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Ecology of Glacial Till Substrate in Massachusetts Bay

Ann E. Pembroke 1, Michael Tyrrell 2, Paul D. Martin 2, and George A. McLachlan 3

1 Normandeau Associates, Inc., Bedford, New Hampshire
2 TRC Environmental, Inc., Lowell, Massachusetts
3 Duke Energy, Inc., Boston, Massachusetts

Benthic resources were monitored for the purpose of siting and permitting a 30-mile long gas pipeline in Massachusetts Bay and Boston Harbor. The pipeline crosses several substrate types, including silt, sand, glacial till, and boulder/ledge. The biological monitoring program incorporates a "Before-After Control-Impact" (BACI) design for each of these substrate types so that recovery of the benthic resources following construction could be documented. Two preconstruction surveys (winter and summer) were completed and results of the surveys of the glacial till substrate are discussed herein.

Glacial till is a complex substrate consisting of various mixtures of sediments that run the entire range of the Wentworth classification system. This complexity provides habitat for numerous invertebrate species exhibiting different life history strategies, including early benthic phase (EBP) lobsters, but also makes it a difficult habitat to sample quantitatively. Air-lift methods developed to inventory EBP lobster populations were successfully adapted to sample the entire benthic community.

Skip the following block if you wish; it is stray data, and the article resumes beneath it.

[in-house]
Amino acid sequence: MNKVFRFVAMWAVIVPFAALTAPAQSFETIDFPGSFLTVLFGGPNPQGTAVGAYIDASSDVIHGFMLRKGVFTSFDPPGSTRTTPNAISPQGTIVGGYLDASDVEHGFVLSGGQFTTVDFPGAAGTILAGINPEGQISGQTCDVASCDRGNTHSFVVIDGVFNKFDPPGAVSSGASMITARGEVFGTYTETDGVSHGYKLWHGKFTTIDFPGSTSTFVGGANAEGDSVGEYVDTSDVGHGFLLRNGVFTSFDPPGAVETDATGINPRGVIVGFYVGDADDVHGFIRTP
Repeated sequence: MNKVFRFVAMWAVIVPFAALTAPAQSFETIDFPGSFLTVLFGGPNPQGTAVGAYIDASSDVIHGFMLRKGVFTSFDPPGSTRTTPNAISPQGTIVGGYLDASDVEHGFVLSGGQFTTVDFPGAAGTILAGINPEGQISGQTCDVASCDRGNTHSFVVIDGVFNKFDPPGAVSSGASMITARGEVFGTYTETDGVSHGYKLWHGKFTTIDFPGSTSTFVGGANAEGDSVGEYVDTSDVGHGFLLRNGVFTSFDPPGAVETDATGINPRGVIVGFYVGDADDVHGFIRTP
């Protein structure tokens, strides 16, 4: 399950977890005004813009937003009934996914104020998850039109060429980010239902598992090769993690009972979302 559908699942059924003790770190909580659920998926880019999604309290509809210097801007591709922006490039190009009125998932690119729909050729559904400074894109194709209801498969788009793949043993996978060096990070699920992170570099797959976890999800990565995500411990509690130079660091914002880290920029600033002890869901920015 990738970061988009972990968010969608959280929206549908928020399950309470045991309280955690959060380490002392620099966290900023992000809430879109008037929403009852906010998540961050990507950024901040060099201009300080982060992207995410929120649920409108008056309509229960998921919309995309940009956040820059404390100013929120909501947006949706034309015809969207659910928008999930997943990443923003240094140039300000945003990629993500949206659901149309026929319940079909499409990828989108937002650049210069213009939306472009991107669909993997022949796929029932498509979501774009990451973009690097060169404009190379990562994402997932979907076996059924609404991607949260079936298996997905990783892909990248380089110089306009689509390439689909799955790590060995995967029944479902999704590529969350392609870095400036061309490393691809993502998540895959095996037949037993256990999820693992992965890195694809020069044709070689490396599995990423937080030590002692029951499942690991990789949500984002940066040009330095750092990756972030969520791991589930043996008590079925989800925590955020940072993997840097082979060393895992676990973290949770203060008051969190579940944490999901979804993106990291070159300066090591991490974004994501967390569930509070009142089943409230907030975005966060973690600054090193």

Species richness was high (up to 189 taxa/1.5m2) regardless of season and numerical dominance by a single species was rare. Numerical classification indicated that stations were most closely associated by depth and season. Species composition was similar to rocky communities but the presence of cobble-to-gravel sized rocks and granular sediments created interstitial spaces that enabled recruitment of infaunal and cryptic species as well.

Keywords: glacial till, marine benthos, EBP lobsters, BACI design

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